In late 1997 the eighty-seven-year-old Geneen was admitted to a local Manhattan hospital after complaining of pain. He soon suffered a heart attack and died in the hospital. His secretary, Marie Serio, who disclosed information regarding his death to news organizations, did not disclose to reporters where he would be buried.

Geneen's management style and his grueling monthly meetings earned him a reputation as a harsh, plain-speaking CEO. Yet he was also widely regarded as a visionary and one of the few true innovators in twentieth-century American business. ITT under Geneen was a prototype for the international conglomerate at a time when such an entity had yet to be comprehended by the leadership of even the largest corporations. As such, it possessed both the strengths and the shortcomings embodied in the phrase "multinational corporation." In the 1960s and early 1970s the company was a powerful player on the national and international stages; but, as symbols of international capitalist influence, Geneen and ITT were targets of scorn among left-wing political activists of the era.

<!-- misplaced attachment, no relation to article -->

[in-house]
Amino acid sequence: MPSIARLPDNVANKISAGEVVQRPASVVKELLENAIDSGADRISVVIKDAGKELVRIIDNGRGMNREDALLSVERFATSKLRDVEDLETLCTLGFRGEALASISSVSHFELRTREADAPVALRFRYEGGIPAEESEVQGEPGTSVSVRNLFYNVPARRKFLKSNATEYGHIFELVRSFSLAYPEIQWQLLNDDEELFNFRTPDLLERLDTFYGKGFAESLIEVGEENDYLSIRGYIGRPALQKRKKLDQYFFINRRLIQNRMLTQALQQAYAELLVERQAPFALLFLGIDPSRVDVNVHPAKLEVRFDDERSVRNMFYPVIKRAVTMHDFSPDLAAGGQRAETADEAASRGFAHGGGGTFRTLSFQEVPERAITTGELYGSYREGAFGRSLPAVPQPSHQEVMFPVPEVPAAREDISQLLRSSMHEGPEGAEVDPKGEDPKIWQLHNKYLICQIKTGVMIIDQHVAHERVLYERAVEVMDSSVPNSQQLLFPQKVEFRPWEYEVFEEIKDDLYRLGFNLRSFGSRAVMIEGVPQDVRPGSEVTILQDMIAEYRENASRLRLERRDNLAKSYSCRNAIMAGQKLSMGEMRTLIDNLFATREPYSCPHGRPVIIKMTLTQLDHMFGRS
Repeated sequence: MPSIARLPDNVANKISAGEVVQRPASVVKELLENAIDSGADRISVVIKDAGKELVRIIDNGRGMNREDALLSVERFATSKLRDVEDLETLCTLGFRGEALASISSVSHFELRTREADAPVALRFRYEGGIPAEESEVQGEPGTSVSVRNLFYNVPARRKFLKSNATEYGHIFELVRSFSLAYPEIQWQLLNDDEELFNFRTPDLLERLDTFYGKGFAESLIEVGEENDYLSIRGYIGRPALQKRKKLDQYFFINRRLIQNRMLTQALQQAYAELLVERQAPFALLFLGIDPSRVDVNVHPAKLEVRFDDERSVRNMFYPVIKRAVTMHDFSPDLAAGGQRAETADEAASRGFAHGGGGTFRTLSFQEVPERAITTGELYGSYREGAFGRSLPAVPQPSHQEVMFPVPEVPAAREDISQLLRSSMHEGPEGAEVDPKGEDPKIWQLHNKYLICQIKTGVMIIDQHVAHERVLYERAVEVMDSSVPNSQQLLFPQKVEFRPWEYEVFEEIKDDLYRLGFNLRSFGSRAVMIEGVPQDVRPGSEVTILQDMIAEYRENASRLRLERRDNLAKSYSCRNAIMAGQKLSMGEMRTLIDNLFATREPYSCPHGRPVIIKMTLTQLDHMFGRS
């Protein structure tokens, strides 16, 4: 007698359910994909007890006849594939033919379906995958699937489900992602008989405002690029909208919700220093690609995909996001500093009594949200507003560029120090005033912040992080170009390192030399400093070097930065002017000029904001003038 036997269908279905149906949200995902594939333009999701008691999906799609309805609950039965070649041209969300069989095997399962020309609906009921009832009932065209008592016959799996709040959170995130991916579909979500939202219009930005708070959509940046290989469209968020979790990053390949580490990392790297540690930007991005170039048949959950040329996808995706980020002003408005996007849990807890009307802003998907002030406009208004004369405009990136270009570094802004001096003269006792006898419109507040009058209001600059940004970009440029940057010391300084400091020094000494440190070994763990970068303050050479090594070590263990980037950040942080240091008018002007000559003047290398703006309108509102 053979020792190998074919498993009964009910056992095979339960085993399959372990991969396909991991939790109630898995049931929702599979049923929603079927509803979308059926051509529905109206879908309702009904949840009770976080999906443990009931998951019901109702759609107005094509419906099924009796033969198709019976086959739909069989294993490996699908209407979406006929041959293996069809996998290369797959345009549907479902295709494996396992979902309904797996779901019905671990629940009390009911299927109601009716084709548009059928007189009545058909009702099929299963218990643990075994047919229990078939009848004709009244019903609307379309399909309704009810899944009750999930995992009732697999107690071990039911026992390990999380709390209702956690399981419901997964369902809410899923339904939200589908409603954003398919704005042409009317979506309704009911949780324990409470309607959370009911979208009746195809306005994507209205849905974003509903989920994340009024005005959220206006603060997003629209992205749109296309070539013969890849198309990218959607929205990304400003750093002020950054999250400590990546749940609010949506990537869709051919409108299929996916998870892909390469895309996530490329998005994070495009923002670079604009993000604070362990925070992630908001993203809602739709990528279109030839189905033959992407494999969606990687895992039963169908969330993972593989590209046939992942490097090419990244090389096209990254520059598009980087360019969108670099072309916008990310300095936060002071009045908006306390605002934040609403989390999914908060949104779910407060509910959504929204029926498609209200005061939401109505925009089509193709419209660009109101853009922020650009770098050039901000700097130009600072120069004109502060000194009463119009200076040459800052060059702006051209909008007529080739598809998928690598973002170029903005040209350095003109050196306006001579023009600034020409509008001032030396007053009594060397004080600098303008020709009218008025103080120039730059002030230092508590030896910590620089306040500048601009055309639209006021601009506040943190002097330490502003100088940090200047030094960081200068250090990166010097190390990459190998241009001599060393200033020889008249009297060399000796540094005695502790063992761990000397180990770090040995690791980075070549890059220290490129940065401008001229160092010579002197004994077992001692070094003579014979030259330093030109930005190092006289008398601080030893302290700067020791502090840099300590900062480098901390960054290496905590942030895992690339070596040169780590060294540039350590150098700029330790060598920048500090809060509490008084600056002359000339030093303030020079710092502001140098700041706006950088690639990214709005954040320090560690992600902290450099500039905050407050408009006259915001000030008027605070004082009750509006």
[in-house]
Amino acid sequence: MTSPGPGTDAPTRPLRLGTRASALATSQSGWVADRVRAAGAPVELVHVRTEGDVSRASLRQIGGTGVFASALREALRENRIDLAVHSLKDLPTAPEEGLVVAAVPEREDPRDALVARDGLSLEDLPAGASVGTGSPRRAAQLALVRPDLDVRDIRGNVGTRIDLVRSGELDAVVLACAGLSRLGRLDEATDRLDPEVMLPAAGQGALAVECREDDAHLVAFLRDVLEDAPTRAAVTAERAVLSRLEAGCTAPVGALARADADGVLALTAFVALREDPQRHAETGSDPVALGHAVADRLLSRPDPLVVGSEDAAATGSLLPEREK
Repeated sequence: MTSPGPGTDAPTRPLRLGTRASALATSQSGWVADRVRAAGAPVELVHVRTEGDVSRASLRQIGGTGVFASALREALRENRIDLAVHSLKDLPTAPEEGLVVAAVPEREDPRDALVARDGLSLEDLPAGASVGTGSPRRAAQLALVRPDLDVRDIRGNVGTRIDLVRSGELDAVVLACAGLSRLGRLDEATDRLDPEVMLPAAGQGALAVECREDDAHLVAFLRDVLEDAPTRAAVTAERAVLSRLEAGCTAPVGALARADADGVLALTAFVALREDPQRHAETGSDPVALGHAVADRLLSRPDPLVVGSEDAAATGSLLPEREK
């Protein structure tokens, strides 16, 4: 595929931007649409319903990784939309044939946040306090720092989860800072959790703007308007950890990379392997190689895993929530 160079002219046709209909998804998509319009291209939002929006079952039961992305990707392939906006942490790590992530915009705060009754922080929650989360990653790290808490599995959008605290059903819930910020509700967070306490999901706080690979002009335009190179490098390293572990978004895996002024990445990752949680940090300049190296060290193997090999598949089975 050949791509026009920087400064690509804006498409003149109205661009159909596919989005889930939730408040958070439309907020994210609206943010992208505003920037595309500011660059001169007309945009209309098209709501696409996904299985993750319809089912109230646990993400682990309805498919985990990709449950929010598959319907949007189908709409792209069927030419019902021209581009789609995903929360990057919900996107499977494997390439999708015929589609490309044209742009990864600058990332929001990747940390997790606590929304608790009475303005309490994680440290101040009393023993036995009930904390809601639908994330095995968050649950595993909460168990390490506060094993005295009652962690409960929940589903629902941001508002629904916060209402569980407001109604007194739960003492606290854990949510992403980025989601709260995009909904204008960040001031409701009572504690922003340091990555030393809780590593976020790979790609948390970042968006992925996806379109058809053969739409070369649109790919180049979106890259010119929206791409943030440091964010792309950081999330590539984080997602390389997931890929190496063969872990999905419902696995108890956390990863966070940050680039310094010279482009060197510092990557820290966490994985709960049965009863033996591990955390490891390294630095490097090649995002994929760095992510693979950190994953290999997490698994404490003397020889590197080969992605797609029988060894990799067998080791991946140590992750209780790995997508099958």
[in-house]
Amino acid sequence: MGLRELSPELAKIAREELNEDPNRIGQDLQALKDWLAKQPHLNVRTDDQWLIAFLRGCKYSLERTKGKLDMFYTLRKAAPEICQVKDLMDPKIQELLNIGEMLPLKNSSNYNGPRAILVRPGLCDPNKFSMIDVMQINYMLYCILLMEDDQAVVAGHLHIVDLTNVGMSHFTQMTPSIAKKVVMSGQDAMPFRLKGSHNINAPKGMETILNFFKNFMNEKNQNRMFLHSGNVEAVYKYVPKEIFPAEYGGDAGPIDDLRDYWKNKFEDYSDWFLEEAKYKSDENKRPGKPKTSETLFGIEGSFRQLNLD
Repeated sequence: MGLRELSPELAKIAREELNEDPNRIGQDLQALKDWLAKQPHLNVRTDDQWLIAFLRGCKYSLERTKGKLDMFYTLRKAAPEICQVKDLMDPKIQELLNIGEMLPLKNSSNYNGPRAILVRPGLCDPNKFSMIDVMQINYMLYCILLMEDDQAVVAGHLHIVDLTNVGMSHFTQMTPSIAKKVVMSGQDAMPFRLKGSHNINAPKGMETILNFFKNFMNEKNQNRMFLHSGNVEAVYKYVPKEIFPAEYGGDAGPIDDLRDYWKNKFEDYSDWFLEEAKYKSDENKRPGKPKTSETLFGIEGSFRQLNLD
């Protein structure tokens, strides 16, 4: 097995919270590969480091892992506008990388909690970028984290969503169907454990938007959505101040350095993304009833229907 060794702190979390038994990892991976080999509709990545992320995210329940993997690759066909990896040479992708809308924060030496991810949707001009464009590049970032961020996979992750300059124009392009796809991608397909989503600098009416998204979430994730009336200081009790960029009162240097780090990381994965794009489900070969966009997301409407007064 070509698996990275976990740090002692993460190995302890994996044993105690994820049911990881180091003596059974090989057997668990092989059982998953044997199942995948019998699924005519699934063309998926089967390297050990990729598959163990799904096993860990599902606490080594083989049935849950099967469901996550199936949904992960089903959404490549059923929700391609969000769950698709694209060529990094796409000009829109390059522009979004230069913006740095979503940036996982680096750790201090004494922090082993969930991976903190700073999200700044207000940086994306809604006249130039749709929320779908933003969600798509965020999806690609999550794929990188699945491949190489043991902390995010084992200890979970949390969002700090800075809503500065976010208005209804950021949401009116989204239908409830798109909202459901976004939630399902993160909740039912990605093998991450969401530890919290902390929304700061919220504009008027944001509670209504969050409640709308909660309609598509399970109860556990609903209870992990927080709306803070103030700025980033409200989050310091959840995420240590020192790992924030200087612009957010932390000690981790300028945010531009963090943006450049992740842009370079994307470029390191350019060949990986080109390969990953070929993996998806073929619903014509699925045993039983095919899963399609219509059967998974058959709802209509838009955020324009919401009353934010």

Under Geneen's leadership, ITT diversified and expanded, yet in so doing, it became unwieldy. In hindsight, his attitude of resistance toward the computer industry seems positively quixotic. However, he managed to produce fifty-eight straight quarters of earnings growth, an impressive record by any standard. Although he claimed that numbers and "unshakable facts" governed the growth of ITT, later events suggest that the company's success owed much to Geneen's visionary leadership.

For a full-length biography of Geneen, see Robert J. Schoenberg, Geneen (1985). An overview of his business philosophy can be found in Stuart Crainer, The Ultimate Book of Business Gurus: 110 Thinkers Who Really Made a Difference (1998). Anthony Sampson, The Sovereign State: The Secret History of ITT (1973), contains an analysis of Geneen's contribution to the corporation. For a critique of his role in the history of telecommunications, see Robert Teitelman, "How ITT Blew It: How the Greatest Businessman of the 1960s Turned His Back on the 1990s," Financial World (1989). Obituaries are in the Wall Street Journal (23 Nov. 1997), The Economist (6 Dec. 1997), and the London Times (22 Dec. 1997).

Judson Knight

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Geneen, Harold Sydney